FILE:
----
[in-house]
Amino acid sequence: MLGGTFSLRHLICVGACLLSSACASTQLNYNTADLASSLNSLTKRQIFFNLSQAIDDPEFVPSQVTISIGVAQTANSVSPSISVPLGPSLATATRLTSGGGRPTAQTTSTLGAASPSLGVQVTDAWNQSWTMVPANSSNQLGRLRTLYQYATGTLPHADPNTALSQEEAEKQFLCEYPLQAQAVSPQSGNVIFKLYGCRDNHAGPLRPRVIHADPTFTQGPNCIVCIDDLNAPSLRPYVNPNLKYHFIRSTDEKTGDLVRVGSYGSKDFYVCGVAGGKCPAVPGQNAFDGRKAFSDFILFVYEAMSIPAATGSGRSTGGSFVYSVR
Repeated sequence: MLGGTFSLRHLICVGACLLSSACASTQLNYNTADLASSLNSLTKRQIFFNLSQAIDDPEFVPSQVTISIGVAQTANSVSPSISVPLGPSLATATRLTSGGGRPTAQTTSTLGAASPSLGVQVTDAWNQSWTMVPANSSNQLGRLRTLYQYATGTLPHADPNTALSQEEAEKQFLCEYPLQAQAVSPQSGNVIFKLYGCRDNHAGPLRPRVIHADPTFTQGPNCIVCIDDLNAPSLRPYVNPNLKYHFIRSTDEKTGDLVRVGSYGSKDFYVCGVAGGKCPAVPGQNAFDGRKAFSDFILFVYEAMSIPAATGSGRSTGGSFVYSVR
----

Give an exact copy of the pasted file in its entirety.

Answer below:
[in-house]
Amino acid sequence: MLGGTFSLRHLICVGACLLSSACASTQLNYNTADLASSLNSLTKRQIFFNLSQAIDDPEFVPSQVTISIGVAQTANSVSPSISVPLGPSLATATRLTSGGGRPTAQTTSTLGAASPSLGVQVTDAWNQSWTMVPANSSNQLGRLRTLYQYATGTLPHADPNTALSQEEAEKQFLCEYPLQAQAVSPQSGNVIFKLYGCRDNHAGPLRPRVIHADPTFTQGPNCIVCIDDLNAPSLRPYVNPNLKYHFIRSTDEKTGDLVRVGSYGSKDFYVCGVAGGKCPAVPGQNAFDGRKAFSDFILFVYEAMSIPAATGSGRSTGGSFVYSVR
Repeated sequence: MLGGTFSLRHLICVGACLLSSACASTQLNYNTADLASSLNSLTKRQIFFNLSQAIDDPEFVPSQVTISIGVAQTANSVSPSISVPLGPSLATATRLTSGGGRPTAQTTSTLGAASPSLGVQVTDAWNQSWTMVPANSSNQLGRLRTLYQYATGTLPHADPNTALSQEEAEKQFLCEYPLQAQAVSPQSGNVIFKLYGCRDNHAGPLRPRVIHADPTFTQGPNCIVCIDDLNAPSLRPYVNPNLKYHFIRSTDEKTGDLVRVGSYGSKDFYVCGVAGGKCPAVPGQNAFDGRKAFSDFILFVYEAMSIPAATGSGRSTGGSFVYSVR